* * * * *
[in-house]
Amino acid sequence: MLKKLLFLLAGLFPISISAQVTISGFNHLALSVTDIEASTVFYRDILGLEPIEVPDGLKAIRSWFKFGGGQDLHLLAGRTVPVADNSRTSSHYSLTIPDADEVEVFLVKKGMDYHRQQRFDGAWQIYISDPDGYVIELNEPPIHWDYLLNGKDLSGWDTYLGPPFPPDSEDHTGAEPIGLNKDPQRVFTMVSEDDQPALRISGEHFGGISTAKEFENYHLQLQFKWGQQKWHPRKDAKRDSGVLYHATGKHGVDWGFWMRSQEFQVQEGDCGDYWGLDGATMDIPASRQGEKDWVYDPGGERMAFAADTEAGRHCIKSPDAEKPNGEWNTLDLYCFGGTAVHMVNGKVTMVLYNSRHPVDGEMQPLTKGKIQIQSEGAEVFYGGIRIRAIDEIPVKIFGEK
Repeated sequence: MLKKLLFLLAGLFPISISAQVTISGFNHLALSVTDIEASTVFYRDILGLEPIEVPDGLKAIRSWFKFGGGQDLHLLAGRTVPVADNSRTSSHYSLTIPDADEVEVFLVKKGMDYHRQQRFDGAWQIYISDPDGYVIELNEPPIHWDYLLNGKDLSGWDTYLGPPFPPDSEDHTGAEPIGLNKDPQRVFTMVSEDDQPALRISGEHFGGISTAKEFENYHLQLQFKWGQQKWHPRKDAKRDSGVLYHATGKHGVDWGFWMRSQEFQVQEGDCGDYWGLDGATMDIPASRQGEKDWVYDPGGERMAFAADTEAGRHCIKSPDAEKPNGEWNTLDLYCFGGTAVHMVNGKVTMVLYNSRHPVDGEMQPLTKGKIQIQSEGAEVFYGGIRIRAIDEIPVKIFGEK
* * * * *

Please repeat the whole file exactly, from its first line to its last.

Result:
[in-house]
Amino acid sequence: MLKKLLFLLAGLFPISISAQVTISGFNHLALSVTDIEASTVFYRDILGLEPIEVPDGLKAIRSWFKFGGGQDLHLLAGRTVPVADNSRTSSHYSLTIPDADEVEVFLVKKGMDYHRQQRFDGAWQIYISDPDGYVIELNEPPIHWDYLLNGKDLSGWDTYLGPPFPPDSEDHTGAEPIGLNKDPQRVFTMVSEDDQPALRISGEHFGGISTAKEFENYHLQLQFKWGQQKWHPRKDAKRDSGVLYHATGKHGVDWGFWMRSQEFQVQEGDCGDYWGLDGATMDIPASRQGEKDWVYDPGGERMAFAADTEAGRHCIKSPDAEKPNGEWNTLDLYCFGGTAVHMVNGKVTMVLYNSRHPVDGEMQPLTKGKIQIQSEGAEVFYGGIRIRAIDEIPVKIFGEK
Repeated sequence: MLKKLLFLLAGLFPISISAQVTISGFNHLALSVTDIEASTVFYRDILGLEPIEVPDGLKAIRSWFKFGGGQDLHLLAGRTVPVADNSRTSSHYSLTIPDADEVEVFLVKKGMDYHRQQRFDGAWQIYISDPDGYVIELNEPPIHWDYLLNGKDLSGWDTYLGPPFPPDSEDHTGAEPIGLNKDPQRVFTMVSEDDQPALRISGEHFGGISTAKEFENYHLQLQFKWGQQKWHPRKDAKRDSGVLYHATGKHGVDWGFWMRSQEFQVQEGDCGDYWGLDGATMDIPASRQGEKDWVYDPGGERMAFAADTEAGRHCIKSPDAEKPNGEWNTLDLYCFGGTAVHMVNGKVTMVLYNSRHPVDGEMQPLTKGKIQIQSEGAEVFYGGIRIRAIDEIPVKIFGEK